Lobby for Cyprus is a non-party-political human rights organisation campaigning for a reunited Cyprus.
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07 September 2010
Famagusta: forgotten ghost town
Turkey’s anger over the recent Israeli action to prevent Turkish flagged ships from breaking the Gaza blockade smacks of hypocrisy. Largely unnoticed was the fact that some of the flotilla sailing to Gaza departed from the port of Famagusta, a town in the occupied north of Cyprus that has been held hostage by Turkey since August 1974.

In fear of the ethnic cleansing committed by Turkish troops as they advanced through the north of Cyprus during July and August 1974, the entire population of Varosha, the Greek Cypriot suburb of Famagusta, fled in terror. 

A town of over 40,000 inhabitants, the centre of tourism in Cyprus and an important centre for trade and commerce, was suddenly emptied of its entire population. Turkey did not occupy or resettle the town and so since 15 August 1974 it has become a ghost town. Hundreds of shops, schools, churches, blocks of flats, hotels, and homes stand decaying, ravaged by 36 years of neglect and decay.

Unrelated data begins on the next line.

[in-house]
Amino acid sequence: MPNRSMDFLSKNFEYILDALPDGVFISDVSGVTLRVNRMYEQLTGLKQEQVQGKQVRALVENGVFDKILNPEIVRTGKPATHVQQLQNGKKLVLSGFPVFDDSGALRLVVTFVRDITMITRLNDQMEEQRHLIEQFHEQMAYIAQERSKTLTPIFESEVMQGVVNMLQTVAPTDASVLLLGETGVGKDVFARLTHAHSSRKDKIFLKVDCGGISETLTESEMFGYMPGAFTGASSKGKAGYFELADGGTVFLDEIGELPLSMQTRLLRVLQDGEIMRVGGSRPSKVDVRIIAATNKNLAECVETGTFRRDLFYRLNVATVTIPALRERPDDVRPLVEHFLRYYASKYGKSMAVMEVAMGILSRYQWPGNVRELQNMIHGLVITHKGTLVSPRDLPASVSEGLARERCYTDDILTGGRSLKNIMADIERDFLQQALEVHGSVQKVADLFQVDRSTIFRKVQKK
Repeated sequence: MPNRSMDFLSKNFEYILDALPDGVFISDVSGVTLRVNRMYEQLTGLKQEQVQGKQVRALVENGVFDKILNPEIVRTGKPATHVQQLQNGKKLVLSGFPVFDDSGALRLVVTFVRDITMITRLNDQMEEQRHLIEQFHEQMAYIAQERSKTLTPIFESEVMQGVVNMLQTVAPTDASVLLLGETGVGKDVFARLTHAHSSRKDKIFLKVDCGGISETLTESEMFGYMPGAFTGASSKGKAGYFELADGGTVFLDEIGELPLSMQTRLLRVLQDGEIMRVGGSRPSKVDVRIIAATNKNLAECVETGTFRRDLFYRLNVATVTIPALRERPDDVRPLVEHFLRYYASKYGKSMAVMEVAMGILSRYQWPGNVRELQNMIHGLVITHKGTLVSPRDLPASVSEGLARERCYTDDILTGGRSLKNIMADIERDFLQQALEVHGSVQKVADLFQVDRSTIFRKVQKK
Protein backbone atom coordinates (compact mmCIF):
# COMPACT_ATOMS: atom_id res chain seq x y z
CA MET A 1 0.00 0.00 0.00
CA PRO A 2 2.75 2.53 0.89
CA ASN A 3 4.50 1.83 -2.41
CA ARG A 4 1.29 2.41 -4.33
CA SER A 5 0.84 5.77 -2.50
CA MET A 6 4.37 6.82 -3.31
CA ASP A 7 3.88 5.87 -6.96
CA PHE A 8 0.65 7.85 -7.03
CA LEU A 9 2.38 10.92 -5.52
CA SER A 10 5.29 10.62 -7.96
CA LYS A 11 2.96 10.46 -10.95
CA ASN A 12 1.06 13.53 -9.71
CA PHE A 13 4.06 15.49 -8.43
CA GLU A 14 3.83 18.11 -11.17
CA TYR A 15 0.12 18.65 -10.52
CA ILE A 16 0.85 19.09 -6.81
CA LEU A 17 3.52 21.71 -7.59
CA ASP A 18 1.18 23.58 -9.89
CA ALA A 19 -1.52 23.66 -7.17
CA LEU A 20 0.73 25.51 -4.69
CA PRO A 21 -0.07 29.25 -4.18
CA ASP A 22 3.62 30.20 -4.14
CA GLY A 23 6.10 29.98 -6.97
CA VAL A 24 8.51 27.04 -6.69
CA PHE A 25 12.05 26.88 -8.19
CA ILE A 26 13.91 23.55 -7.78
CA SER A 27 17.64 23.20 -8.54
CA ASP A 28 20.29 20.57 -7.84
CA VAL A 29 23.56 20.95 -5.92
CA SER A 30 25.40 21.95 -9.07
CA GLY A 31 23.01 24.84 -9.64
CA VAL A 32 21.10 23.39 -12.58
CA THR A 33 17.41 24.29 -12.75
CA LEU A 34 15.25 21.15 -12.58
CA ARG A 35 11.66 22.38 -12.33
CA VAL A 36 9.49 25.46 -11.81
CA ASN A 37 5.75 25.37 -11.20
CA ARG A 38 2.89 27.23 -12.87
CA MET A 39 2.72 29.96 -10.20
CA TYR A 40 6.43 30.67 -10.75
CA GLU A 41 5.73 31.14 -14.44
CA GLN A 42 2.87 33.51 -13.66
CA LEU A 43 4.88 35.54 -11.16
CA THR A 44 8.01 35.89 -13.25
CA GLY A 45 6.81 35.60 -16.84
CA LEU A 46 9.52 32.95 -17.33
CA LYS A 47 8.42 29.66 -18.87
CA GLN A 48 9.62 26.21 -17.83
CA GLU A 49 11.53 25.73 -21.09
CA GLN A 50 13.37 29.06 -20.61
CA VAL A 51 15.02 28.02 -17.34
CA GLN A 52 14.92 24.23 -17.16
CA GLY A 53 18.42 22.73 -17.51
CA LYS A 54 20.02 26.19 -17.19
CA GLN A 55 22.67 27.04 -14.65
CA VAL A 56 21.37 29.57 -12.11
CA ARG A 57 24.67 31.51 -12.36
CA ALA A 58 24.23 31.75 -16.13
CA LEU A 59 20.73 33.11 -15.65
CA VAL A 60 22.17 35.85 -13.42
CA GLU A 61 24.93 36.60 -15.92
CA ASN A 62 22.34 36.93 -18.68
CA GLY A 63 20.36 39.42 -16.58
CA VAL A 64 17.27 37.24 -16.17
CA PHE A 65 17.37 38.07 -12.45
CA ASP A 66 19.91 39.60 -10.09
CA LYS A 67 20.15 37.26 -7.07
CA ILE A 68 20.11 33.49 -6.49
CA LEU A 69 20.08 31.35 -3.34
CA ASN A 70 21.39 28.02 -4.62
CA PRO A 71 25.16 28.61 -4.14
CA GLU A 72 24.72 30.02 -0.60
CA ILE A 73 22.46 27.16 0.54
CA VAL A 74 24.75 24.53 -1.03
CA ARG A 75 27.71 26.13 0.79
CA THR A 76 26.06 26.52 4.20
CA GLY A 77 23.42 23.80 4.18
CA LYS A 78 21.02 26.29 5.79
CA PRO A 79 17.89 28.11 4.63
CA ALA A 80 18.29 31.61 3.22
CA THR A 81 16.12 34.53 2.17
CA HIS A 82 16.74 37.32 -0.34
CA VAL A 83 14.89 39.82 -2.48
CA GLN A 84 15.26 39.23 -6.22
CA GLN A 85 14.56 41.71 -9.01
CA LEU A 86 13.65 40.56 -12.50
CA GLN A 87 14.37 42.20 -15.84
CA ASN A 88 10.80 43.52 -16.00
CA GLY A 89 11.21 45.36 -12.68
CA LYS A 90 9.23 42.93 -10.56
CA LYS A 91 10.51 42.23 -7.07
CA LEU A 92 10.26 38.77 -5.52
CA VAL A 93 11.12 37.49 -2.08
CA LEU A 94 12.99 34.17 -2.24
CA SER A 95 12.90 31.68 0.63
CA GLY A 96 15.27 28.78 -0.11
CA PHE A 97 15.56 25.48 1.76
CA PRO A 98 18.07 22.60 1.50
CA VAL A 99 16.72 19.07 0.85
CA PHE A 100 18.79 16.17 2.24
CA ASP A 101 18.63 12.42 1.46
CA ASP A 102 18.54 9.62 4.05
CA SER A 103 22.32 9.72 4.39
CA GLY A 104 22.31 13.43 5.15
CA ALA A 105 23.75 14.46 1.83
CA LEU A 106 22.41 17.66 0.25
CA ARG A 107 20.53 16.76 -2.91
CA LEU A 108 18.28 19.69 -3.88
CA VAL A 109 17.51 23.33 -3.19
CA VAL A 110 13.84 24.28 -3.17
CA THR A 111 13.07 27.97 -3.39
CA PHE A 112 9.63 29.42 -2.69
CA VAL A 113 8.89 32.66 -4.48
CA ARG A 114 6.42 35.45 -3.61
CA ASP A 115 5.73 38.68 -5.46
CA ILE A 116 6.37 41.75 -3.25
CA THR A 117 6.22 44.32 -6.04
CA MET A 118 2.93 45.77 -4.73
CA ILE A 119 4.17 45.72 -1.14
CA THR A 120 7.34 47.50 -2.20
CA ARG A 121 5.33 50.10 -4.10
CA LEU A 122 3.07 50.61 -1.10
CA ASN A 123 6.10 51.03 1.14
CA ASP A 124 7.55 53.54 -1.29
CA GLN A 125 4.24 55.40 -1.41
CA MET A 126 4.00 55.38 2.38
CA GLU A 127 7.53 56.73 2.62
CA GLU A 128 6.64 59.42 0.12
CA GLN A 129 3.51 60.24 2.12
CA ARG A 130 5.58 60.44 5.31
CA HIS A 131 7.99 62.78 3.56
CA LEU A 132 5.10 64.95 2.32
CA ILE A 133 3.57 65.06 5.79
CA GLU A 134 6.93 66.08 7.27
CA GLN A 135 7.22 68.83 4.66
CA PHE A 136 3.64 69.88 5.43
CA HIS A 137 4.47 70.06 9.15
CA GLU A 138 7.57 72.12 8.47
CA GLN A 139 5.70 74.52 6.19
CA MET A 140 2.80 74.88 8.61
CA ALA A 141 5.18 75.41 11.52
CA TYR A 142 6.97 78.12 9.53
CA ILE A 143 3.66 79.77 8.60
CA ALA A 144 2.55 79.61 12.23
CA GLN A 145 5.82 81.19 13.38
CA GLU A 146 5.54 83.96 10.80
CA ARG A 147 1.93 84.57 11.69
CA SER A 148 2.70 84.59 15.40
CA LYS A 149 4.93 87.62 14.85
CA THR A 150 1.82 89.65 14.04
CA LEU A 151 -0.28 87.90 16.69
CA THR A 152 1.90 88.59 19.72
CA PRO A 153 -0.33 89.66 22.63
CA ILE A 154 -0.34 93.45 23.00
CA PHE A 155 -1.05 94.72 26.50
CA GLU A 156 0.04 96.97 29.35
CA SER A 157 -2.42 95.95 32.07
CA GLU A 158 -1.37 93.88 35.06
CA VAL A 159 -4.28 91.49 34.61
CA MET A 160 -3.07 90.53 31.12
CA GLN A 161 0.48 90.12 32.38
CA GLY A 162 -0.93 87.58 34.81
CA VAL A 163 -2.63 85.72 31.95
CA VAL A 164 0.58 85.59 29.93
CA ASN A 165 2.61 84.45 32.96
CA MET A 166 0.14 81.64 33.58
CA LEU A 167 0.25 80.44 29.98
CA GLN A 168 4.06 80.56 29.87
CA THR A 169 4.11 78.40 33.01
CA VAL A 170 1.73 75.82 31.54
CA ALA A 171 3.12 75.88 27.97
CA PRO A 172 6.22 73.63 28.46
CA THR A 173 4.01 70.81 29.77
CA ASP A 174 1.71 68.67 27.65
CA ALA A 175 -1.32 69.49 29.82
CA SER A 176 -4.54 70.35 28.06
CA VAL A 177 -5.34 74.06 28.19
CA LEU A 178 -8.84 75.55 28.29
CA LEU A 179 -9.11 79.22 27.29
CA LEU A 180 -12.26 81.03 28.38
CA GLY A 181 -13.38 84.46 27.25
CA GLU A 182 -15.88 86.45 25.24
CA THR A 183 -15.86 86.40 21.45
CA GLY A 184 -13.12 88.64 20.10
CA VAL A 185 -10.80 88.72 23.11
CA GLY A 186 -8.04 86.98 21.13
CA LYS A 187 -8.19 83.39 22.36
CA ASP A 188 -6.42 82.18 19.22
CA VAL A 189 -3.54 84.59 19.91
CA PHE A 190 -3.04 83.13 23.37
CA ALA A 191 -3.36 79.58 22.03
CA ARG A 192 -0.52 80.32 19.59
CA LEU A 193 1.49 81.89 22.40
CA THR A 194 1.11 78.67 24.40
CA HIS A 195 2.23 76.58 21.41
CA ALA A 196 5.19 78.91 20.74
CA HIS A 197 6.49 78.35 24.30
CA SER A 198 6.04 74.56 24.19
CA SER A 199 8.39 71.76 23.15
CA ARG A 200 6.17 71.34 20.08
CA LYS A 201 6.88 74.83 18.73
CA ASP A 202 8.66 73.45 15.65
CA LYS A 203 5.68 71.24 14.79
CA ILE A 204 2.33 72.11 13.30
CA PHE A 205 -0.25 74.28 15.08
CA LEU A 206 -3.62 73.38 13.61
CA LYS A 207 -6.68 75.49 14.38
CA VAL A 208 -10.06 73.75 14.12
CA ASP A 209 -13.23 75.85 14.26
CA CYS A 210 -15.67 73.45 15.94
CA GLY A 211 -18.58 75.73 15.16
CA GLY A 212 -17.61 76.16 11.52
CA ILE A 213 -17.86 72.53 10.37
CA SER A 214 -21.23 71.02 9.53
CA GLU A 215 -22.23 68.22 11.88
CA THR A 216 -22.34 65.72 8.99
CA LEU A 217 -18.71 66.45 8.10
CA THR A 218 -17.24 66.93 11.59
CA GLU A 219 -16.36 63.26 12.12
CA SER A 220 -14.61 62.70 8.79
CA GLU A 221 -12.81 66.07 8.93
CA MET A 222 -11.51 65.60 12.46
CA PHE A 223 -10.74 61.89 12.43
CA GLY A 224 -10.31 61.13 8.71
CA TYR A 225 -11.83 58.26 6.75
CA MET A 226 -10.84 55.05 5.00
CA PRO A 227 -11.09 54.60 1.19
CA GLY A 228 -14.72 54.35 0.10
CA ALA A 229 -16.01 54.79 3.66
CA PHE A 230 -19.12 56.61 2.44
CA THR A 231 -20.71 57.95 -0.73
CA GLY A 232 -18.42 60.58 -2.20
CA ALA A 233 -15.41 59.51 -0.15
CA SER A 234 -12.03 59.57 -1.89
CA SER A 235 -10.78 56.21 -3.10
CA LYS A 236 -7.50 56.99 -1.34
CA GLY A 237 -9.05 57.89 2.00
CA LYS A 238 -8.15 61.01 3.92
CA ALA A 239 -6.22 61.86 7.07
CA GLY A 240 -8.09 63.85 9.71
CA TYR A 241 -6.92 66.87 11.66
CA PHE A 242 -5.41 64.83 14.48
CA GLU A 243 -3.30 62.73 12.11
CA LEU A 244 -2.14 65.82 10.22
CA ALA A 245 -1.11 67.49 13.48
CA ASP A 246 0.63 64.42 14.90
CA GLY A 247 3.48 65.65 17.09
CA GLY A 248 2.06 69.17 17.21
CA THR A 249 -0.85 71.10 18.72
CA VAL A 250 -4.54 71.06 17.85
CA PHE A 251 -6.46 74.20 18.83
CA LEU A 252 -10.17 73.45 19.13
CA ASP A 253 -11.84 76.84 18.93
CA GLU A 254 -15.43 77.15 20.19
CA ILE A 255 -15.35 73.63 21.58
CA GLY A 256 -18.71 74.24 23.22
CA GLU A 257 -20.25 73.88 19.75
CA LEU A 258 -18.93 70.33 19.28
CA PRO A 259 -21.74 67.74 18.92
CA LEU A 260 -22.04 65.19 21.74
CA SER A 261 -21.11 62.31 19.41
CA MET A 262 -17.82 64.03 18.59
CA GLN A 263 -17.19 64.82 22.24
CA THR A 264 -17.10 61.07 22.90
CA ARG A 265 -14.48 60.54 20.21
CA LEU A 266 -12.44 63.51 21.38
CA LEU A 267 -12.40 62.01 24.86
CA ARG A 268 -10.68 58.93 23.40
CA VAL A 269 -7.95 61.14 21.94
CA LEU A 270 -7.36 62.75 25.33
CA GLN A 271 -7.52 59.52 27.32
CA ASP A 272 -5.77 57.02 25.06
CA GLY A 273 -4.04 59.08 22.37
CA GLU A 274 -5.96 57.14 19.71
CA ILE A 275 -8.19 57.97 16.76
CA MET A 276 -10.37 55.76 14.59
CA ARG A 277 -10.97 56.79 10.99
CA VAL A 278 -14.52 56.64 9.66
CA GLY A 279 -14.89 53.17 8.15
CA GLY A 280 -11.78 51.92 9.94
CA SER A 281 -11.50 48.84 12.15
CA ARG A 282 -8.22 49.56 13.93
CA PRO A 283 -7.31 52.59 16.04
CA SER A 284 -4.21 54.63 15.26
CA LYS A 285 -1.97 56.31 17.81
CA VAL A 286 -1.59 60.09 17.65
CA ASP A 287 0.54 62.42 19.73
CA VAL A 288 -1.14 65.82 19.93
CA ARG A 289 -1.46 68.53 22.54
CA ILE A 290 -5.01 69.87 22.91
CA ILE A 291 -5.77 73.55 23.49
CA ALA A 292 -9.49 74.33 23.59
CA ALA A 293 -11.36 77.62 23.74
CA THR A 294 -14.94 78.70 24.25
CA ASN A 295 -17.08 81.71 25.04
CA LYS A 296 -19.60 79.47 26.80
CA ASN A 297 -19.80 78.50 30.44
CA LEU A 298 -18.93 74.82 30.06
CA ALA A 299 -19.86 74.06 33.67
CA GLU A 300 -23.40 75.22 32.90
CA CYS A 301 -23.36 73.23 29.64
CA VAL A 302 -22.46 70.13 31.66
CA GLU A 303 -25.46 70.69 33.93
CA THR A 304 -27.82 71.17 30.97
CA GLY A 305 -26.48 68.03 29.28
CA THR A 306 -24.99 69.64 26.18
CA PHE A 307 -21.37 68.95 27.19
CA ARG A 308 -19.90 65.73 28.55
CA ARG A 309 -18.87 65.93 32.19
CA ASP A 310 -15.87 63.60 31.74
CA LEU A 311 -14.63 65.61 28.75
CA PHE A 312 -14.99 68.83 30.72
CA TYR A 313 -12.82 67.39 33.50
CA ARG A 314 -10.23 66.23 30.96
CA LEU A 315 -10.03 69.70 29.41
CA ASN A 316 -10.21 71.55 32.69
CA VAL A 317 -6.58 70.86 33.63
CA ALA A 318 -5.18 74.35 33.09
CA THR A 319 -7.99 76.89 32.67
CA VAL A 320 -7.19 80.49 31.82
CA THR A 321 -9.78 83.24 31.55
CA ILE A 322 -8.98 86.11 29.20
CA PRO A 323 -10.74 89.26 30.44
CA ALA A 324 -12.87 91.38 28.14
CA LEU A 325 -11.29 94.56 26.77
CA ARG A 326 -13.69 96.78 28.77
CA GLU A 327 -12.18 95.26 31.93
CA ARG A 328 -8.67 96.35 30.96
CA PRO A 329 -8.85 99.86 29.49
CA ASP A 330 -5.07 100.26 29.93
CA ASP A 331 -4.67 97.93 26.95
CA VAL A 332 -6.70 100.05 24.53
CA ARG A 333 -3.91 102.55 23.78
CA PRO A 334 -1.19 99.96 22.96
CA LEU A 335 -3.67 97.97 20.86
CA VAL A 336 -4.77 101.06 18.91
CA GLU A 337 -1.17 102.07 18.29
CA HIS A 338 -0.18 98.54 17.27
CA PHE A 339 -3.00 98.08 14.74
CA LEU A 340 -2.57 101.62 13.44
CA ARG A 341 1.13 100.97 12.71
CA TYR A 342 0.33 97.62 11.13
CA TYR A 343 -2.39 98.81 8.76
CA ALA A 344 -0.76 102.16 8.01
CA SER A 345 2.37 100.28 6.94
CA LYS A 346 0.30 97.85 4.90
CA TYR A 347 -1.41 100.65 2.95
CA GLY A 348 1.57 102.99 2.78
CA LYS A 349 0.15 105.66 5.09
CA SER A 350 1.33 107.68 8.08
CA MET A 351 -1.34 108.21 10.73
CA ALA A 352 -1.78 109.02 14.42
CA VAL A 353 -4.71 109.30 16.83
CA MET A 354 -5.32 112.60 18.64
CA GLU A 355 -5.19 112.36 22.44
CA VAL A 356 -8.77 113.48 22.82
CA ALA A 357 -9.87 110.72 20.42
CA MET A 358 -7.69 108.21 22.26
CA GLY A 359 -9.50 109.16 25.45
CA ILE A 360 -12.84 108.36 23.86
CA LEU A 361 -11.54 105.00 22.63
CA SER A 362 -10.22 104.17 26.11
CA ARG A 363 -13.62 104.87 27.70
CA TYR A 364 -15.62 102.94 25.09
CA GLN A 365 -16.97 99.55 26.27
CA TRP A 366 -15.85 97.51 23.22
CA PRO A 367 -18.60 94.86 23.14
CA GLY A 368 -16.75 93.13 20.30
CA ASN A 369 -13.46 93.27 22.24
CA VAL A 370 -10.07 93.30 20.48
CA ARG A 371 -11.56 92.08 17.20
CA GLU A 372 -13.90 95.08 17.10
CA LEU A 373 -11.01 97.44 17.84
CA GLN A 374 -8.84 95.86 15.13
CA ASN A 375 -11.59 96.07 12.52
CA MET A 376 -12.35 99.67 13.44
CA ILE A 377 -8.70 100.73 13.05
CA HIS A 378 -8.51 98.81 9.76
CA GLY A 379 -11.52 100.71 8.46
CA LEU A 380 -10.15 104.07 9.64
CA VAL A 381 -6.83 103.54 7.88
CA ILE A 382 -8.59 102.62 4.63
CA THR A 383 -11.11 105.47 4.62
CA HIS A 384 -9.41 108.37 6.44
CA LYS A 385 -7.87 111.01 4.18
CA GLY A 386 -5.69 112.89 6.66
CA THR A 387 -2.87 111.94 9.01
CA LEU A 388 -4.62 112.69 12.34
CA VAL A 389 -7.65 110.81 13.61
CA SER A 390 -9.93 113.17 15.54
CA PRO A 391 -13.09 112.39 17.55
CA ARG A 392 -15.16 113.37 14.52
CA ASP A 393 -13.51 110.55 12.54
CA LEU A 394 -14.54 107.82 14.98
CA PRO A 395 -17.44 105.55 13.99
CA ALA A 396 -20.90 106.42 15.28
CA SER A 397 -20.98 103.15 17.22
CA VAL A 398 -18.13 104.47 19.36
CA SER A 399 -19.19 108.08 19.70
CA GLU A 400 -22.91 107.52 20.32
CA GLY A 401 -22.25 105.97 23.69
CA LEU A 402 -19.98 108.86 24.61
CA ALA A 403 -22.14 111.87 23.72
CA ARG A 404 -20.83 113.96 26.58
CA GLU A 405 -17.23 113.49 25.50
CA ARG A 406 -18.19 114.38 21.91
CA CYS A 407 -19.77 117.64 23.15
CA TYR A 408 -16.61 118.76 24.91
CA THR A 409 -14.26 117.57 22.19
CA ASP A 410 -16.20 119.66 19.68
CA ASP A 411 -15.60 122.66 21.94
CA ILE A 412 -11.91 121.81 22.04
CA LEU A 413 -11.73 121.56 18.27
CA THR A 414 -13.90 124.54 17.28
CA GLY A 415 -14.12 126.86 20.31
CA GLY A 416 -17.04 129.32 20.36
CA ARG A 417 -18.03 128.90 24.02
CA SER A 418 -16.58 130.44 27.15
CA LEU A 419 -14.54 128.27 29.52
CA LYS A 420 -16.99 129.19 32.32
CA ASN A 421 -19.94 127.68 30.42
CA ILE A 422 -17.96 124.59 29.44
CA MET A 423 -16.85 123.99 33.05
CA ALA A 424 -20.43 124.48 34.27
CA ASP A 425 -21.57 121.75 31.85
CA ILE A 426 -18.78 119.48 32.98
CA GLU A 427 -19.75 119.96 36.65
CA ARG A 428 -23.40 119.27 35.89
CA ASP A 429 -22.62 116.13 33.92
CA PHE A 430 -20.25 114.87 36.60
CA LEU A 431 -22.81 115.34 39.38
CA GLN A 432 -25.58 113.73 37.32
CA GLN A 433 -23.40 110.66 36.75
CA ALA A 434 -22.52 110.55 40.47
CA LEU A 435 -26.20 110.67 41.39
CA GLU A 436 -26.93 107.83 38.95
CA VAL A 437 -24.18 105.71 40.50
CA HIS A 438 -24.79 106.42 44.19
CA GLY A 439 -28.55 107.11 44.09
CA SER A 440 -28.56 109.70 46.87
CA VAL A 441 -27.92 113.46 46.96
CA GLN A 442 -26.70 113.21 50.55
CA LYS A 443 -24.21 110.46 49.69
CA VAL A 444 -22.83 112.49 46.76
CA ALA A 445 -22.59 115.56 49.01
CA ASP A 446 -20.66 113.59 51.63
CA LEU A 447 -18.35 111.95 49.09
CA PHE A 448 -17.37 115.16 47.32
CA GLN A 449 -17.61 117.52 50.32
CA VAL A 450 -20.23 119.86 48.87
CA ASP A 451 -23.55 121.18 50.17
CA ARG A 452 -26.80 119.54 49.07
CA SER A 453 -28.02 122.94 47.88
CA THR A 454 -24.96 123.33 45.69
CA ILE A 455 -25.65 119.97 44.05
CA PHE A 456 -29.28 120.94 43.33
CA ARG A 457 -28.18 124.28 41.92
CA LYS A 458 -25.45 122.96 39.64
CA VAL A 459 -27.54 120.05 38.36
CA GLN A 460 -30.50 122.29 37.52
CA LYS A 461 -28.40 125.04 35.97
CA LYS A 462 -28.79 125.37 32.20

Greek Cypriots are now only able to approach their former home town and view it from a few hundreds yards distance across a barbed wire fence.

Turkey refuses to return Varosha to its rightful inhabitants despite United Nations resolutions such as 550 which would lead to the full restoration of property to its legitimate owners in Varosha. The European Parliament in February 2010 in its report on Turkey’s EU progress called on Turkey to “withdraw its forces from Cyprus, address the issue of the settlement of Turkish citizens on the island and also enable the return of the sealed-off section of Famagusta to its lawful inhabitants in compliance with Resolution 550 of the United Nations Security Council.”

However, Turkey continues to use the town as a bargaining chip in its attempts to coerce Greek Cypriots into accepting any plan to legitimise Turkey’s illegal occupation of the northern area of Cyprus.   

For Turkey to now complain of Israel’s blockade in Gaza constitutes hypocrisy given its own policy over 36 years of preventing Greek Cypriots from returning to their homes. 

Given international attempts over many years to rebuild Cyprus, the inevitable redevelopment that would be required in Varosha offers the perfect opportunity for joint Greek and Turkish co-operation to rebuild the shattered town and a timely boost to the construction industries across the European Union.

It is time to free the shackles from this shattered town and bring Turkey to account for its violations of human rights and international law in Cyprus, including the ending of the imprisonment of the once bustling, yet currently deserted town of Famagusta.